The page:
Rockford auto accident: What is comparative fault?

Rockford auto accident: What is comparative fault?

You were injured in an auto accident in Rockford. The first step would be to call 911 for medical assistance, following which you must inform the local law enforcement. It’s important to stay at the scene and take photos of everything that matters, including your injuries. You should also inform your insurance company without delay, and as you wait for the police to arrive, use the time to get the contact and insurance info of the drivers involved in the accident. Once you get medical attention and feel okay, you should consult a personal injury lawyer Rockford to know your claim better. Your lawyer may talk about comparative fault, which can be hard to understand. Here’s a quick recap of the law for your help.

Understanding the key aspects

While the basic aspects of personal injury law remain the same in most states, there are some major differences too. If you decide to sue the at-fault party for compensation, you will need to file a personal injury lawsuit. The eventual settlement depends on a number of factors, including your fault. Auto accidents are often complicated. It could have happened because of various factors – road conditions, weather conditions, speed of the different vehicles, and drivers’ actions. When there are two drivers at fault, Illinois courts follow the modified comparative negligence rule.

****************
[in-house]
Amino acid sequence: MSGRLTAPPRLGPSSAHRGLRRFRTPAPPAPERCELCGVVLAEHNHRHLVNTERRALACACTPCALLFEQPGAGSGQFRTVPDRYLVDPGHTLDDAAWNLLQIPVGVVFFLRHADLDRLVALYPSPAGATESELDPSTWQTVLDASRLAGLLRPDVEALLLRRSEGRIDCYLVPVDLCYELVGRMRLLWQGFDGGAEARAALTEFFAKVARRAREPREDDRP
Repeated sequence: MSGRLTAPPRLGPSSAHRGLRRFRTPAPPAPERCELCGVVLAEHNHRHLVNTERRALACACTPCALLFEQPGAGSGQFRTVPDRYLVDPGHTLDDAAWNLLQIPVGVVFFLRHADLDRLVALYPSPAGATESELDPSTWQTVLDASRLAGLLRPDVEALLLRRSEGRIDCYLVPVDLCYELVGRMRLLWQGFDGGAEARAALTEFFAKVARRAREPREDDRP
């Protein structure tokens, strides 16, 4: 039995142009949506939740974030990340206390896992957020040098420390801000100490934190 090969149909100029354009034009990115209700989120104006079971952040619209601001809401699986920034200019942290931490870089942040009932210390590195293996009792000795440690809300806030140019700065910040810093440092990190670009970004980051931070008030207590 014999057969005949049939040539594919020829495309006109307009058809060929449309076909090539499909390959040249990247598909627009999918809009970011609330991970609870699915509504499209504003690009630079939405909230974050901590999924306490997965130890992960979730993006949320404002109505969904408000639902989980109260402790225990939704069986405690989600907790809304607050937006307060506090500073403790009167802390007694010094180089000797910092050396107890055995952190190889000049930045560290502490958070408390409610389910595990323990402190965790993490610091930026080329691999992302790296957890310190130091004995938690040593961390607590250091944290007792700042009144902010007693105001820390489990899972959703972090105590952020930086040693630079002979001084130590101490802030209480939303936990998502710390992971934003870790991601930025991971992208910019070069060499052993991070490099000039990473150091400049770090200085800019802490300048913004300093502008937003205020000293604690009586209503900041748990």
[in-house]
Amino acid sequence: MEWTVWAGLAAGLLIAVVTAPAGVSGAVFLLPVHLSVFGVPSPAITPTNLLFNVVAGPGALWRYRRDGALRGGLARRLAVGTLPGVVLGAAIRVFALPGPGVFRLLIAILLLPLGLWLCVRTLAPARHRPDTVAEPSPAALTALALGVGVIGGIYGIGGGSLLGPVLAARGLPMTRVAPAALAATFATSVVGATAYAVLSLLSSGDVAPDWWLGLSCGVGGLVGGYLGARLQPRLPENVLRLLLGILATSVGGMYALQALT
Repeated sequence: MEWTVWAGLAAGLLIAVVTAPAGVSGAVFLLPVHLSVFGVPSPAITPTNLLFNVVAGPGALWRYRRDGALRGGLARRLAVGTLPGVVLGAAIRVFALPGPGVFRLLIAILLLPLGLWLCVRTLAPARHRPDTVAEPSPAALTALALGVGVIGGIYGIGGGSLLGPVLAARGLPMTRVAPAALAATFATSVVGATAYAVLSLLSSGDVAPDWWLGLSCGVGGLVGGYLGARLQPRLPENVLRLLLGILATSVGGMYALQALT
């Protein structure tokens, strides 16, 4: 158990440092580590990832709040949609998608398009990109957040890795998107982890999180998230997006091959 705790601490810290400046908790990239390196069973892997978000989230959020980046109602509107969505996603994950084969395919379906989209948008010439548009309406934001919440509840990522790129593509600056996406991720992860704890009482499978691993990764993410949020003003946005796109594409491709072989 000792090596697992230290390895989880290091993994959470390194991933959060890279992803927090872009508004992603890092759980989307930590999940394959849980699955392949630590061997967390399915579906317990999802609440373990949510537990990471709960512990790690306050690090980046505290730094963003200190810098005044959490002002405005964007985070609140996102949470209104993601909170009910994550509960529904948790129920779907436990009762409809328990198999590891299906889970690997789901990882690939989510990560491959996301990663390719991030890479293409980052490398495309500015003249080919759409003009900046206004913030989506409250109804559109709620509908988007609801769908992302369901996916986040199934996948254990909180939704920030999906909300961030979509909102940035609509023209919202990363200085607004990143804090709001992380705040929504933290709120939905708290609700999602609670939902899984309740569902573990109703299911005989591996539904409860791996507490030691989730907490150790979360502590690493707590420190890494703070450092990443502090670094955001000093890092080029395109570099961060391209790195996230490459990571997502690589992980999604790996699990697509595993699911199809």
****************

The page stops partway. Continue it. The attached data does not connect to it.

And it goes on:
What does the “modified comparative negligence” rule mean?  

If an injured person was also found to be partially responsible for the accident, their ability to recover a settlement depends on their fault share. In states like Illinois that follow the modified comparative negligence rule, a person can only seek a settlement from the other at-fault party if their fault share is 50% or less. Also, the compensation they recover would be reduced according to their fault percentage.  

How does that work?

Let’s take an example – You were injured in an auto accident and were found to be 20% at fault. In such circumstances, you can still file a lawsuit. Now, let’s assume that you received $100,000 in a settlement. However, since your fault share is 20%, you would be able to recover only $80,000. The $20,000 that you lost is because of your fault share. 

Comparative negligence is not just for car accident cases but extends to all personal injury cases in Illinois. If you think you have a valid auto accident claim, talk to a PI lawyer immediately and get a free assessment of your claim.

Shown Johnson

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